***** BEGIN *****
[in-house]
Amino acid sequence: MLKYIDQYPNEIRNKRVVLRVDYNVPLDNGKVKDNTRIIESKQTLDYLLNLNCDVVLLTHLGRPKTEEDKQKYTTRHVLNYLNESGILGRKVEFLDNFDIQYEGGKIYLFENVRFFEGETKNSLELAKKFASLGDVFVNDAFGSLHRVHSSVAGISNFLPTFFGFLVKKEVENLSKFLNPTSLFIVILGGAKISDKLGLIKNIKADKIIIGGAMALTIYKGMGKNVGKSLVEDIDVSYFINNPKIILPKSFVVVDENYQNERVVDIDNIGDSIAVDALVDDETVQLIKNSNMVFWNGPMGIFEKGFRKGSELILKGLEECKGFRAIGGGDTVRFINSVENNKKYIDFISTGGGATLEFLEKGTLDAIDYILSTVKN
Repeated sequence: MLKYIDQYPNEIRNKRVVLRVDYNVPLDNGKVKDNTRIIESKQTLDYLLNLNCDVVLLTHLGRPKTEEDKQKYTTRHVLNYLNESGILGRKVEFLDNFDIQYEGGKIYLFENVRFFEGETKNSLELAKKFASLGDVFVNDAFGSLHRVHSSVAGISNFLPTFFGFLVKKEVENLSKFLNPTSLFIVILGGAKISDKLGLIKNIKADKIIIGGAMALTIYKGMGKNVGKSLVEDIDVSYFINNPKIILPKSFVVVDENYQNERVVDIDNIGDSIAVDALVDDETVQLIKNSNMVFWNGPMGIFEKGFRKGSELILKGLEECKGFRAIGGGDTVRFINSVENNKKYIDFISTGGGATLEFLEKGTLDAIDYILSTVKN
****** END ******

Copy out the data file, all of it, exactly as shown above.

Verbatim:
[in-house]
Amino acid sequence: MLKYIDQYPNEIRNKRVVLRVDYNVPLDNGKVKDNTRIIESKQTLDYLLNLNCDVVLLTHLGRPKTEEDKQKYTTRHVLNYLNESGILGRKVEFLDNFDIQYEGGKIYLFENVRFFEGETKNSLELAKKFASLGDVFVNDAFGSLHRVHSSVAGISNFLPTFFGFLVKKEVENLSKFLNPTSLFIVILGGAKISDKLGLIKNIKADKIIIGGAMALTIYKGMGKNVGKSLVEDIDVSYFINNPKIILPKSFVVVDENYQNERVVDIDNIGDSIAVDALVDDETVQLIKNSNMVFWNGPMGIFEKGFRKGSELILKGLEECKGFRAIGGGDTVRFINSVENNKKYIDFISTGGGATLEFLEKGTLDAIDYILSTVKN
Repeated sequence: MLKYIDQYPNEIRNKRVVLRVDYNVPLDNGKVKDNTRIIESKQTLDYLLNLNCDVVLLTHLGRPKTEEDKQKYTTRHVLNYLNESGILGRKVEFLDNFDIQYEGGKIYLFENVRFFEGETKNSLELAKKFASLGDVFVNDAFGSLHRVHSSVAGISNFLPTFFGFLVKKEVENLSKFLNPTSLFIVILGGAKISDKLGLIKNIKADKIIIGGAMALTIYKGMGKNVGKSLVEDIDVSYFINNPKIILPKSFVVVDENYQNERVVDIDNIGDSIAVDALVDDETVQLIKNSNMVFWNGPMGIFEKGFRKGSELILKGLEECKGFRAIGGGDTVRFINSVENNKKYIDFISTGGGATLEFLEKGTLDAIDYILSTVKN